Hamilton, whose research deals with race and business monetization, said that in white majority areas, such as Cortland and other places in Central New York, social connections can have a large influence on business. That can be a challenge for Black and other minority business owners if they are not connected with organization or governmental officials, who tend to be white.
“If you’re not interconnected with those people, you’re going to have a harder time running a business,” Hamilton said.
Additionally, Hamilton said, Black business owners have a harder time gaining access to loans from banks.
His claims were backed up by a report from the Board of Governors of the Federal Reserve System, which found that between 2012 and 2017, 17% of Black owned businesses applied for funding from banks but only 47% were accepted. In comparison to white owned businesses, the numbers were 13% that applied and 75% that were accepted.
“Even if you do get the financing for your business, you’re probably going to be paying more than the white business owner,” in interest, Hamilton said.
Creating the change
For Haight, having a diverse group of business owners helps community well-being.
But Cortland businesses lack diversity, he said; only a handful of owners are people of color.
That may be because of the lack of access to capital for Black and other non-white people to start a business, Haight said.
“They may not have anyone in their life who they can go to for an initial boost,” which tends to happen for white business owners, he said.
The Chamber of Commerce is working to get more Black and nonwhite business up and running by creating a diversity and inclusion committee to help discuss the issues they face and how to address them.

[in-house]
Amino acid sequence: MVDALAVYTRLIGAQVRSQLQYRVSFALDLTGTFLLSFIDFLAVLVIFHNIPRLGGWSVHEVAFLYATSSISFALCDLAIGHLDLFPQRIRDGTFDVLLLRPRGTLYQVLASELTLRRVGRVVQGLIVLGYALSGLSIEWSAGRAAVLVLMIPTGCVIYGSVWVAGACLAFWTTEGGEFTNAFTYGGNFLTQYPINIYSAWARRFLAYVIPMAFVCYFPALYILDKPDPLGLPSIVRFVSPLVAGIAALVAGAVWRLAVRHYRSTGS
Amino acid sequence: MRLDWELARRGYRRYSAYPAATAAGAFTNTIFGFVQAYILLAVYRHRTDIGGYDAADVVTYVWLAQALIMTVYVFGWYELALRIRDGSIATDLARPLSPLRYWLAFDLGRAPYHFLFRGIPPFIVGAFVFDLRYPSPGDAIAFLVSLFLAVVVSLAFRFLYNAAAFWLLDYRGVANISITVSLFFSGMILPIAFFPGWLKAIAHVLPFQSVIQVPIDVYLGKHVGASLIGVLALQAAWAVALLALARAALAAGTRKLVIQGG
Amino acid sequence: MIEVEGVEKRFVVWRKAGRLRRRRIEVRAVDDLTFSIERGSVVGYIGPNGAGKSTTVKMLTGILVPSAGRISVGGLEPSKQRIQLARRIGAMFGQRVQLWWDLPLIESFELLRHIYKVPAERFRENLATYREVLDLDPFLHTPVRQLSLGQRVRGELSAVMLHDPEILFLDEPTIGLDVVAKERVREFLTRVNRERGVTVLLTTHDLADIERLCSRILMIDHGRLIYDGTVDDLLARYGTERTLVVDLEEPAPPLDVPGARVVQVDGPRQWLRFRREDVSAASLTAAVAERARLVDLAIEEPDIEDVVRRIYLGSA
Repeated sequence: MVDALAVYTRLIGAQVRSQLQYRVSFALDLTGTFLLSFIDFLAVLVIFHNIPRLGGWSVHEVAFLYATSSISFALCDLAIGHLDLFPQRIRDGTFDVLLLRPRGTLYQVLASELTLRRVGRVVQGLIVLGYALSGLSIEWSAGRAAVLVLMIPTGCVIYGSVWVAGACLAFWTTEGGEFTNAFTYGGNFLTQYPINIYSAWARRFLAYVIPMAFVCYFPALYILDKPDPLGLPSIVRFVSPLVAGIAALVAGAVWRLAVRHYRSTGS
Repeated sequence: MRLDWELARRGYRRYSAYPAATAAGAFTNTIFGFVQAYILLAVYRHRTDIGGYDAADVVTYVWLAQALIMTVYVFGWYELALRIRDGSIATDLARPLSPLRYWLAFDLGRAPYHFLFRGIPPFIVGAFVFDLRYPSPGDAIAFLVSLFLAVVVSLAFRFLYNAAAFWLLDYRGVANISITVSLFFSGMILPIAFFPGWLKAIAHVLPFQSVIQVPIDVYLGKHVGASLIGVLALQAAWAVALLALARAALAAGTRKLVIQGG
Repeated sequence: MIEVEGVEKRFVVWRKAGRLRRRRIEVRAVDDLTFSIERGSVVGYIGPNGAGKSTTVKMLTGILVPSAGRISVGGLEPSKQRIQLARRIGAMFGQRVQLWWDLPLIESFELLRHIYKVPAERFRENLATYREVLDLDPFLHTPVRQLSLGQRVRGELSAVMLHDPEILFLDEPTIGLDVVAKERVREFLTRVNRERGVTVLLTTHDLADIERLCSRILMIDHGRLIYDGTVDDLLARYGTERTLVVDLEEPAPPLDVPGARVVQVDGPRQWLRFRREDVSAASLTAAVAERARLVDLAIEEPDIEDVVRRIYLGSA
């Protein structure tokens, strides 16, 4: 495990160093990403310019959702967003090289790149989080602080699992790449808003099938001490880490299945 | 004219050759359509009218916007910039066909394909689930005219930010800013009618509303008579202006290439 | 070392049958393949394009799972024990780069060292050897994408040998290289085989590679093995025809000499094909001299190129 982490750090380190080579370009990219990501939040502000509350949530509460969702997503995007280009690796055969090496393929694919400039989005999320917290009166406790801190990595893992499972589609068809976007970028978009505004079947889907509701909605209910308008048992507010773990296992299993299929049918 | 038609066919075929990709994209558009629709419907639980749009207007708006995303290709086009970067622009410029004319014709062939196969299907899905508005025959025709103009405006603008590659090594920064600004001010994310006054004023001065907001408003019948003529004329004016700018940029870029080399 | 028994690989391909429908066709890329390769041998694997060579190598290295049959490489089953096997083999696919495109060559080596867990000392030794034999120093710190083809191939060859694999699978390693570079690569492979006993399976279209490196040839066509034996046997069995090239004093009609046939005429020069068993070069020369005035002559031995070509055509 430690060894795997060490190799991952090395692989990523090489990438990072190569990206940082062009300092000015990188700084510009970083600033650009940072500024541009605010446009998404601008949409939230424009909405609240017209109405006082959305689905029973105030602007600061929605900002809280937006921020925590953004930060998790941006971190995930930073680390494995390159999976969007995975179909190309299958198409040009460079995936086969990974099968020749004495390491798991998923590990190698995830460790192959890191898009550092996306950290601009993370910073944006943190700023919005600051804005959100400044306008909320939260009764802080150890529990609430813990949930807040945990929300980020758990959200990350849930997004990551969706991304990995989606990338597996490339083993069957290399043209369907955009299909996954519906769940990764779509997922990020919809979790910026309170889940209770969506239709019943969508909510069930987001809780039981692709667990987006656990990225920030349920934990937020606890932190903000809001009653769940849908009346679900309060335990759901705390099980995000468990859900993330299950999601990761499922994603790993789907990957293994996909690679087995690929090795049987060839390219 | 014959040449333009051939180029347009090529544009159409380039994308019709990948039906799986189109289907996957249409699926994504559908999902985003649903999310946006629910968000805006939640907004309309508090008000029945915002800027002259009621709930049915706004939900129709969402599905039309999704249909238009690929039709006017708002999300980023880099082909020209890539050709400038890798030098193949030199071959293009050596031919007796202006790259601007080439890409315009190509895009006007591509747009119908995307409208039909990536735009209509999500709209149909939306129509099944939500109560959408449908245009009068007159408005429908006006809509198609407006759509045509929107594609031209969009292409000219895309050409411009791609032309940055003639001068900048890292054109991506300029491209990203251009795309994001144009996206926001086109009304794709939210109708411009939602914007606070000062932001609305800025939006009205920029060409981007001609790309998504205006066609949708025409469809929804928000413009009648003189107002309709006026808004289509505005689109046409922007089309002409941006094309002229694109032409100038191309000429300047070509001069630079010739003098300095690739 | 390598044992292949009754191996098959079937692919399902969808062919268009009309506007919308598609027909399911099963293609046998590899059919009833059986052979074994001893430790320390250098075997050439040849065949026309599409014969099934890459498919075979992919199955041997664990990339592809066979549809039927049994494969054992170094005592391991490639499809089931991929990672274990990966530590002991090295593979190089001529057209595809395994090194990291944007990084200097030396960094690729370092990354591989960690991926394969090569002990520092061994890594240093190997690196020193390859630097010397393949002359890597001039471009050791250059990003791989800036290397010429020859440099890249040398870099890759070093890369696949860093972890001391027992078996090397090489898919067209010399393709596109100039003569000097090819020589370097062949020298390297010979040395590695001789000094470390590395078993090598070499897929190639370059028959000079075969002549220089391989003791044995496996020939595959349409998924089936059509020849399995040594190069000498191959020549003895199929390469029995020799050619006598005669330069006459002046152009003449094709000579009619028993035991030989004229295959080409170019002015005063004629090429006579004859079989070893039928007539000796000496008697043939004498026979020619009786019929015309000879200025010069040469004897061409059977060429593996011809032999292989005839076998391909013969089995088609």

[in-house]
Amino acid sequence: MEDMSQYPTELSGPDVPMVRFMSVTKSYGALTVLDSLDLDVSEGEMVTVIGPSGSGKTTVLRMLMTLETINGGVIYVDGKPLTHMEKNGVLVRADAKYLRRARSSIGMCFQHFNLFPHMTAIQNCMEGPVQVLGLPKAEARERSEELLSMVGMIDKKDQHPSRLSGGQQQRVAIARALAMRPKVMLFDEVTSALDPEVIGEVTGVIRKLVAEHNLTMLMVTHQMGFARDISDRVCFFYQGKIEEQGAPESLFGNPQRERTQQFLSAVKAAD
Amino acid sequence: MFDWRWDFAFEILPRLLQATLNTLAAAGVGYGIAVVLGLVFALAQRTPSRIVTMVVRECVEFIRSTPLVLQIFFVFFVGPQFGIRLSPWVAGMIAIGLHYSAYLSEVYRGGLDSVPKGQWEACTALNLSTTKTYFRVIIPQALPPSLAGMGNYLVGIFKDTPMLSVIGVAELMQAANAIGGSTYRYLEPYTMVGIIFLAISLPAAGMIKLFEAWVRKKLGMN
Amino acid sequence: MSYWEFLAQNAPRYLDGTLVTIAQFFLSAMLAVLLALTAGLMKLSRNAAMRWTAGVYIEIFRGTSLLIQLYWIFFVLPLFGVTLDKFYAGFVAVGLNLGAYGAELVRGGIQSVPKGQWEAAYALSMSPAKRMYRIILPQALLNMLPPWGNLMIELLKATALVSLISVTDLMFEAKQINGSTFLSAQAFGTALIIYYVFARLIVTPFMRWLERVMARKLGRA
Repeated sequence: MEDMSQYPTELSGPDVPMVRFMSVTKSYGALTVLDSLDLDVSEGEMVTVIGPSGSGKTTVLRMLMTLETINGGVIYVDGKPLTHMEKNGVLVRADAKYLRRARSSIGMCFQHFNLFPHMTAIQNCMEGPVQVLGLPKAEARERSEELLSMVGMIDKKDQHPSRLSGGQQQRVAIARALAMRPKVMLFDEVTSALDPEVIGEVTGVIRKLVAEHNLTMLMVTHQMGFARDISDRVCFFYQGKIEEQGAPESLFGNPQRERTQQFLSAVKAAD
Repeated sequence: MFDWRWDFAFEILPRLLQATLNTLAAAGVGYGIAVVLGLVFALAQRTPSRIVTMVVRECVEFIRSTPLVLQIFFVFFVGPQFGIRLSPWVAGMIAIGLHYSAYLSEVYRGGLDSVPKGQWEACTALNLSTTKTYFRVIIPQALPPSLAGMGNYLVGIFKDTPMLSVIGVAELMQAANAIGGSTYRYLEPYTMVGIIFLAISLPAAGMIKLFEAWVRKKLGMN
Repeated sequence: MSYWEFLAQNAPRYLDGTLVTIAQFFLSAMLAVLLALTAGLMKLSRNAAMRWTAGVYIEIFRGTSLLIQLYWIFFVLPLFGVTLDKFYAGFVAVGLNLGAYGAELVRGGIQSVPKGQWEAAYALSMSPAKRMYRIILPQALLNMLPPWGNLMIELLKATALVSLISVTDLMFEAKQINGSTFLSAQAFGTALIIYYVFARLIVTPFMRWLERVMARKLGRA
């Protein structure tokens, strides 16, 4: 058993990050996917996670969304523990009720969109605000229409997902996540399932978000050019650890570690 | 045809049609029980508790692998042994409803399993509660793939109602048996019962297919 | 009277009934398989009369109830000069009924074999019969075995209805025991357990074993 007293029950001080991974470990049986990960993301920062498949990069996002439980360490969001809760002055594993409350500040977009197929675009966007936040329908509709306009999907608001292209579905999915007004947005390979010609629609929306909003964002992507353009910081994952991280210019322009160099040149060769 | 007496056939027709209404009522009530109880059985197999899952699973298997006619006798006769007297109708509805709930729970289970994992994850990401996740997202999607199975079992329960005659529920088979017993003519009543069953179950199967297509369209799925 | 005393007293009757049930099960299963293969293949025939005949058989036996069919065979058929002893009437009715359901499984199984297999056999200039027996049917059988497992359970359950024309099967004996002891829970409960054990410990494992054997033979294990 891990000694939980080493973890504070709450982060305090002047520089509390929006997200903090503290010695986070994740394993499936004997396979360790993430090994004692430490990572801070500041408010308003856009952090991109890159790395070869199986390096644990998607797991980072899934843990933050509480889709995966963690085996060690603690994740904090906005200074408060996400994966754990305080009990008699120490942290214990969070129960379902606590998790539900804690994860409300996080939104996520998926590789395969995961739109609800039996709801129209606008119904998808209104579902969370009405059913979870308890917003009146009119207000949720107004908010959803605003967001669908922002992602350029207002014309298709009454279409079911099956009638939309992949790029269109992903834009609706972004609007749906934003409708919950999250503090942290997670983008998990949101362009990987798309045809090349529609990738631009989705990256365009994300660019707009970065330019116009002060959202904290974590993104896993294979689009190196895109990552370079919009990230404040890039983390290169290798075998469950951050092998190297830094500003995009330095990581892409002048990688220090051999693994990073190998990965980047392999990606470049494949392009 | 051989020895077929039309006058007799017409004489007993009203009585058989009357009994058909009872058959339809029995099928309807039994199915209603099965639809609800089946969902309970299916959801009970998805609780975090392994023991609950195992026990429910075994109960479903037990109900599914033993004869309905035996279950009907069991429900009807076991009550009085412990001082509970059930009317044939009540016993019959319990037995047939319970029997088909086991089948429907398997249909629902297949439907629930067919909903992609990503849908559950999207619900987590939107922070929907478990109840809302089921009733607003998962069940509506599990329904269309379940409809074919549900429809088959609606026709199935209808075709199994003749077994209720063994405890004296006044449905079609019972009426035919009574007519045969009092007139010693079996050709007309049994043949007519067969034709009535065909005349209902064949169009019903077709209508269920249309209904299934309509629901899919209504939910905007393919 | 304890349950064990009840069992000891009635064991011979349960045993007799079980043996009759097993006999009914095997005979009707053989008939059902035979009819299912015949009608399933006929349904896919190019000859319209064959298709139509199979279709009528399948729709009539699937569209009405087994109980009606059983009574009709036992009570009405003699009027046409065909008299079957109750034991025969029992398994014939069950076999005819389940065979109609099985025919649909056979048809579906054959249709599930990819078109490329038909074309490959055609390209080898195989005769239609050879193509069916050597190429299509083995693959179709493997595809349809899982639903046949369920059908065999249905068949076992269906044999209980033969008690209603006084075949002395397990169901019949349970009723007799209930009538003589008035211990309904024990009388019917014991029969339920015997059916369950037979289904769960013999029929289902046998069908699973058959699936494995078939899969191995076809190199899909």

Moreso, Haight wants potential business owners to know that the Chamber of Commerce is available to help with information on grants, such as for the microenterprise grant program run through Thoma Development Consultants that provides grants ranging from $5,000 to $35,000 for businesses with five workers or fewer.
The Cortland County Industrial Development Agency can help provide services that a bank provides, like lending loans, but will be more willing to lend where banks might be more reserved, Haight said.
One of the biggest issues Black and other minority business or potential business owners may face is the mentality that they can’t be successful.
“All it takes in Cortland is to know that we have people that can help you do that,” Haight said. “We love entrepreneurs. We want people to take the risk and start businesses.”
Darris McDowell, the owner of The Squeeze Juice Bar on Main Street in Cortland, said that race hasn’t been an issue for him running his business, but staying positive is.
“Everyone shows me a lot of love here,” he said. “White, Black, Puerto Rican and Asian. Everybody comes here.”
McDowell, who started the juice bar in 2017, said that like Davis, he was able to get help along the way from other business owners and members of the community, including the Chamber of Commerce.
“They’ve been a great deal of help to me as far as sending my business out there, sending me different grants and loans I can apply for,” McDowell said.
His biggest challenge has been keeping a positive mentality, he said, noting there have been days where he hasn’t made a single sale.
That hasn’t stopped him, or other Black business owners like Antoine Rogers from pursuing their business passions.
Rogers, who runs Classic House Photos, a photography business, from his house on Frederick Avenue,
said more than any other issue he’s faced finding a place to rent to set up his business in the city, which he said can cost more than $1,000 a month plus utilities.
Rogers would like to get a space for his business on Main Street, where he hopes he can inspire kids to do photography and express themselves through it.
“I think the rent is just crazy out here,” he said.